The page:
China Eastern Airlines Corp. Ltd. (ADR) (CEA), China Southern Airlines Co Ltd (ADR) (ZNH) – A Look at Foreign Airlines Part Three: China

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When taking a global approach to the airline industry, it is important to consider airlines that operate in emerging markets. With so much of the developed world’s air travel already saturated with capacity, even major carriers from developed countries are turning to expanding developing markets. But for investors looking for a more pure play on air travel in emerging markets, three of the best opportunities can be found in China.

The big three

The American travel market is soon expected to be home to three large carriers (Delta Air Lines, Inc. (NYSE:DAL), United Continental Holdings Inc (NYSE:UAL), and the merged American Airlines US Airways) plus Southwest Airlines and a host of smaller carriers. While the shrinking of the number of U.S. based airlines is the result of industry mergers, China’s airline policy creates three main Chinese carriers based around regulatory interest.

The skies of China are home to numerous airlines but are dominated by Air China, China Eastern Airlines Corp. Ltd. (ADR) (NYSE:CEA), and China Southern Airlines Co Ltd (ADR) (NYSE:ZNH). Much of this market domination is due to a rule issued in 2007 that restricted the creation of new airlines in China. However, the Wall Street Journal reported that this rule was lifted about a month ago allowing new airlines to enter the Chinese air travel market.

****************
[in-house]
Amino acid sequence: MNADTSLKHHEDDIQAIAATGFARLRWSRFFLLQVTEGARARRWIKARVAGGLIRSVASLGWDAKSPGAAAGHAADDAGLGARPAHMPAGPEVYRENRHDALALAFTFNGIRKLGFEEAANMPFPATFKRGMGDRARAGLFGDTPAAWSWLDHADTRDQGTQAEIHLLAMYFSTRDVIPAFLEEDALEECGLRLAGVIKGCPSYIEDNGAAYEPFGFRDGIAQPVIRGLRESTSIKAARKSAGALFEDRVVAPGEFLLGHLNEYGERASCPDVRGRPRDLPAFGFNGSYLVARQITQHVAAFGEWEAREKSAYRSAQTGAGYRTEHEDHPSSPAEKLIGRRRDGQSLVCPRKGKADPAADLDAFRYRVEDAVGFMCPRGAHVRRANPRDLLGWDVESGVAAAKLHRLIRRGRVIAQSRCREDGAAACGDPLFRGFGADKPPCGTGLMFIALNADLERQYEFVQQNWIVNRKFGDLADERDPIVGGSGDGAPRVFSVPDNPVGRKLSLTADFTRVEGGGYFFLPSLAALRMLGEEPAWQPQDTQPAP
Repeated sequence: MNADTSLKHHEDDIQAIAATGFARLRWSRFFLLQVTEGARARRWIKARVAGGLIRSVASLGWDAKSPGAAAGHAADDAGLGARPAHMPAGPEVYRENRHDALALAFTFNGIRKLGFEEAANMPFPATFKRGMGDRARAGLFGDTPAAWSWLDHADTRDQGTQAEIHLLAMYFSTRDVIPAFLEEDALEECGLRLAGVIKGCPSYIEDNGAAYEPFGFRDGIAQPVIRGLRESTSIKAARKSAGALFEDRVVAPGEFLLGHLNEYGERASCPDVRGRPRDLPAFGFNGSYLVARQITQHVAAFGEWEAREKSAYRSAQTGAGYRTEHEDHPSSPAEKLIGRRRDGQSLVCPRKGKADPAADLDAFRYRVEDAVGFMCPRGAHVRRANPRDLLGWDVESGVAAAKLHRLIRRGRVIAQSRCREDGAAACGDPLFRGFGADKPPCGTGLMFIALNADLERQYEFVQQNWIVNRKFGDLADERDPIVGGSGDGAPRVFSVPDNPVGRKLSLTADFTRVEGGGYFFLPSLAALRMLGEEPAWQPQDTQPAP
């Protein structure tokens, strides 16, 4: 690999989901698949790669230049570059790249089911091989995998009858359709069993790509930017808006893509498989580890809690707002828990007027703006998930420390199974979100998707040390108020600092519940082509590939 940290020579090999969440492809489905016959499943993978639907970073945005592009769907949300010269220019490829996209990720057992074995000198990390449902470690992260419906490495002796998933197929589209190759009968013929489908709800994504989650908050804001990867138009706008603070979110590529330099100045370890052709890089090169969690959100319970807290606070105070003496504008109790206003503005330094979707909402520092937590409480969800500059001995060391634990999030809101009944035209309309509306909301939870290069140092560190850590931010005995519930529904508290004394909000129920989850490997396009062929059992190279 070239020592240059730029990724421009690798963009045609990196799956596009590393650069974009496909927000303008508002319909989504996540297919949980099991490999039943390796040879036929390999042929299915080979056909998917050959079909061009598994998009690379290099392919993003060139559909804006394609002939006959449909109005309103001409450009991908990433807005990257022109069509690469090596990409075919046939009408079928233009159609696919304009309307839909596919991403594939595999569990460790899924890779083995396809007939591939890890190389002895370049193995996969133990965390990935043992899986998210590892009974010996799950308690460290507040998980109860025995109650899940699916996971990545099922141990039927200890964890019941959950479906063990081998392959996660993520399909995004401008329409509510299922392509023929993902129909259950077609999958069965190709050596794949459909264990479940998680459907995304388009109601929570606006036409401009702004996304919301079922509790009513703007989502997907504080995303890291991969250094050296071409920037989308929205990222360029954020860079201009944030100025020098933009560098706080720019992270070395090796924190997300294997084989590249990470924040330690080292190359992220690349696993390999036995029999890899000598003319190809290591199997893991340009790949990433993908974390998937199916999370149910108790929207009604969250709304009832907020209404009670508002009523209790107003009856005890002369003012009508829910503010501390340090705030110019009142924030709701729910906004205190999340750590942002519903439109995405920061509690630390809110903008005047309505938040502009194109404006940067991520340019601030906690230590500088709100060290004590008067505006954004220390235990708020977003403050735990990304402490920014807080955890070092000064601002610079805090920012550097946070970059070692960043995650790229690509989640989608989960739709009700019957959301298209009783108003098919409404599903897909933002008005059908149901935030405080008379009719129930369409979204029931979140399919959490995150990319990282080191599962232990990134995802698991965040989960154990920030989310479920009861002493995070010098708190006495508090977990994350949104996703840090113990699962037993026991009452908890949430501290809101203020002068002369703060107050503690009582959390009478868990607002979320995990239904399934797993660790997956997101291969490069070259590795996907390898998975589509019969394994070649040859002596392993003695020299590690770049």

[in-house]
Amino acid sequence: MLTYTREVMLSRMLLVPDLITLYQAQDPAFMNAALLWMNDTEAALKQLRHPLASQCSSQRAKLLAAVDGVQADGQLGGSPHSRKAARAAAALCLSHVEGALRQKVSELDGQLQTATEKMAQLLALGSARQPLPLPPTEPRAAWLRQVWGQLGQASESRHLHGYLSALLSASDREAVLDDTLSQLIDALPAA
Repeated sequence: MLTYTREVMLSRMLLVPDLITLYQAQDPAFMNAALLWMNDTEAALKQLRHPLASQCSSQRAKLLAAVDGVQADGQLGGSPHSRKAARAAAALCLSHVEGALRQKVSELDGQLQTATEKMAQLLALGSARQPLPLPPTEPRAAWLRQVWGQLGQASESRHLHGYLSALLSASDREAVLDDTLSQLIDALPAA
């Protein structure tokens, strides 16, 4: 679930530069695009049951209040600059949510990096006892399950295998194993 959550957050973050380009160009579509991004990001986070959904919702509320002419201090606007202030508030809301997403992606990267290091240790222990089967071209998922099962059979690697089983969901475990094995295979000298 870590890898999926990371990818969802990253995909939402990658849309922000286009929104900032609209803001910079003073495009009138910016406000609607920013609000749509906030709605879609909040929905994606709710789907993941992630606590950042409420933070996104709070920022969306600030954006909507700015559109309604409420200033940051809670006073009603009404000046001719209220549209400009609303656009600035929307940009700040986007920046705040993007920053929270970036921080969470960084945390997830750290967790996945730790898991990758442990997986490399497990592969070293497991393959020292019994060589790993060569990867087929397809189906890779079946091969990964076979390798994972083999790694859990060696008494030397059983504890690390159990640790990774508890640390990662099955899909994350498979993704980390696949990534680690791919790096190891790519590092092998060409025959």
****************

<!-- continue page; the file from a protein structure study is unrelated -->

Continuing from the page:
As a result, shares of all three large carriers have slipped on fears of new competition and increased capacity. While the air travel markets in emerging countries are expanding, the large carriers would still like to keep capacity in check on popular routes and the emergence of new competitors threatens the large carriers ability to continue their domination on new routes that are opened.

Political risk

Rules for airlines in China are set by the Civil Aviation Administration and are issued in ways the CAAC believes will benefit the national interest. The latest move to repeal the restriction on new airlines is being seen by many as a liberalization of the economy, one of the things the Chinese government is trying to project to the rest of the world.

Since the actions of the administration are done in the national interest, not the airlines’ interests, airline investors will need to be aware that Chinese political policy could drastically change the environment the airlines operate in and even how they operate. The latest move was one of economic liberalization but if the political winds change, the Administration could support a plan to nationalize the Big Three airlines if it were to chose to do so. All in all, most companies carry with them some political risk but airlines in a country with China’s style of government see a higher amount of political uncertainty.


Other industry highlights

Unfortunately for Air China, the carriers troubles are not just government related. Bloomberg reported a sharp drop in the airline’s shares on June 10 after a UBS analyst cut earnings estimates citing lower passenger yields. But even after this, Air China still trades for only around 10 times estimated 2013 earnings however investors should watch for analyst opinion changes following reported news of weaker demand from Europe.

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